On Deck: Electric Mini Cooper SE

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After a 500-vehicle Mini Electric test with hand-built Mini Cooper EVs in 2009 and the unveiling of a prototype electric Mini hardtop in 2017, the production version 2020 Mini Cooper SE is ready to launch.

Mini says it will go on sale early next year – the U.S. launch could be a bit later into 2020 – with an official unveiling of the final design and critical specifications set for next month.

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The Mini Cooper SE reportedly will use a lot of the drive system developed for Mini parent BMW’s i3 city car, but with a slightly smaller battery.

Mini SE Electric
A preproduction Mini SE decked out in camouflage.

The automaker hasn’t disclosed pricing. Speculation in the automotive press, though, has it coming it at around $35,000 before incentives.

The prototype shown two years ago was a somewhat futuristic design study.

The production version is expected to look a lot more like a standard Mini Cooper S. An EV-specific grille, wheels and badging will be the principal differences between the electric version and the internal combustion model.

2017 Prototype Mini Electric
The 2017 Mini Electric prototype.

Mini also seems to have veered away from the trend of using blue highlights to denote electric powertrains. The Mini Cooper SE’s trim apparently will be yellow, as it was on the 2017 prototype.

As with pricing, BMW has been close-mouthed about the Mini Cooper SE’s specifications.

Britian’s Autocar magazine is guesstimating 181 horsepower and 199 pound-feet of torque. That’s down just slightly from 189 ponies and 221 lb.-ft. in the standard Cooper S.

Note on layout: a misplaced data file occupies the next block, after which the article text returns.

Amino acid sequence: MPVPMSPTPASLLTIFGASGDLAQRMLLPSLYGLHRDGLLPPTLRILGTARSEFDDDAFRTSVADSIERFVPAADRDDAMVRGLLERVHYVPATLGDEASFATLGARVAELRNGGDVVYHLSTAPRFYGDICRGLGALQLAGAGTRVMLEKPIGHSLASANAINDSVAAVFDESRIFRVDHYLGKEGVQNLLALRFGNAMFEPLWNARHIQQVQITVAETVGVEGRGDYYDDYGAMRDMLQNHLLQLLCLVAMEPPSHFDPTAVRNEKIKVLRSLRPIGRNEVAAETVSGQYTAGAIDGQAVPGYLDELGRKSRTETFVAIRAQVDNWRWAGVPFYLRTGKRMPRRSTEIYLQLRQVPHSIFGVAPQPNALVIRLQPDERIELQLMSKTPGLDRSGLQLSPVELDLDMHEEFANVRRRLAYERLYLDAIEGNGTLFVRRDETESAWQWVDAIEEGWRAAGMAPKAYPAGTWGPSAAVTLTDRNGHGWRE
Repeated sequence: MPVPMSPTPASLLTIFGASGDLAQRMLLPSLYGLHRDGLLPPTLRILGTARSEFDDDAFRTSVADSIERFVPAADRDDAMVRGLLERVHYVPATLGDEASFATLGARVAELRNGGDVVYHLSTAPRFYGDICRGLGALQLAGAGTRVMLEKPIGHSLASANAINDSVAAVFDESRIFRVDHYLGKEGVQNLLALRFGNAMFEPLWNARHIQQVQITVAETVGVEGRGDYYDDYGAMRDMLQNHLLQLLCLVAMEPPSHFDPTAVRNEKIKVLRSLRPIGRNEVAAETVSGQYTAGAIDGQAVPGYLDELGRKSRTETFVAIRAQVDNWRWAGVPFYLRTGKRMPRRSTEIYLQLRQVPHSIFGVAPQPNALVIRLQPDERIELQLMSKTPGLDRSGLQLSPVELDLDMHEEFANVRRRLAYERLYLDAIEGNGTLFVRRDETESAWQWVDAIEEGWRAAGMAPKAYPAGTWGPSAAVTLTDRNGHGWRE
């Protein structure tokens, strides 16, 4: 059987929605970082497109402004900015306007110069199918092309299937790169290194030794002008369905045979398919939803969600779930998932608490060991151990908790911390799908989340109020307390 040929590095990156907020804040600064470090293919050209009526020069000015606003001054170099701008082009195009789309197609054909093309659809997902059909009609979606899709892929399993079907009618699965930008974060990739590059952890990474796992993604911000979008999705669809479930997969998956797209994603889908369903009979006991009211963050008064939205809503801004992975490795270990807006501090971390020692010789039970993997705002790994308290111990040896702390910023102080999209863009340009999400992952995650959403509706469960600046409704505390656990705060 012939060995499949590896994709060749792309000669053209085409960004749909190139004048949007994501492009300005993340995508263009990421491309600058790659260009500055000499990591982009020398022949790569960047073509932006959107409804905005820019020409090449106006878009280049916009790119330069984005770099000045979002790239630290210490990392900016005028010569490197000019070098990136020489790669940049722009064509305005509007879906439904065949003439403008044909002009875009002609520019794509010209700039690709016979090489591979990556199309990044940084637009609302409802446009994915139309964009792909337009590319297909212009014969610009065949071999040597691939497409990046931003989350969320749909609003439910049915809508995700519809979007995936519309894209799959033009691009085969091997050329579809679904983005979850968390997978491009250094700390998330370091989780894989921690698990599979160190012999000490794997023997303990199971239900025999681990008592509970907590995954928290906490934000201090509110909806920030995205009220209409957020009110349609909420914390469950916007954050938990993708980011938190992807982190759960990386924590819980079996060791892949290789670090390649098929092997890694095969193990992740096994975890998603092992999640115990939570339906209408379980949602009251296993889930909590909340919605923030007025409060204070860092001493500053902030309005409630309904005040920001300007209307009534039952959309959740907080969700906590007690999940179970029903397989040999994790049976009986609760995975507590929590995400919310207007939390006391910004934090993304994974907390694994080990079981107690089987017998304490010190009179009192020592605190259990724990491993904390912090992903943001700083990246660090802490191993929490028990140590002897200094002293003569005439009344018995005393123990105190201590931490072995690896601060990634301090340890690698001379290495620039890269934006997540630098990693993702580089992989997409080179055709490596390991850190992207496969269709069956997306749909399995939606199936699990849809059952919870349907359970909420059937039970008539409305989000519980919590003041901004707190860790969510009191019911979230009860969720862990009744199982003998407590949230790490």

Remember, though, that an EV’s torque comes on line, in its entirety, as soon as the motor starts spinning. A gas engine has to work for awhile to reach full torque.

Autoblog Green is placing the SE’s range at about 120 miles, based on information gleaned from Mini representatives at a prototype drive event last year.

Details that emerged from the prototype event place the Mini Cooper SE’s total weight at 286 pounds more than the internal combustion Cooper S, most of that in battery weight.

The Cooper SE’s T-shaped battery will occupy the space usually given over to the transmission tunnel and gas tank. That’s better than the electric Minis in the 2009 test – the batteries ate up the back seat and cargo areas.

The SE’s body has been raised a bit to accommodate the battery, but the pack’s low-slung location actually lowers the Cooper SE’s center of gravity versus the Cooper S.

Like the Cooper S and other gas-burning Minis, the Cooper SE reportedly handles like a go-cart, with the quick acceleration that’s come to be expected of electric cars.

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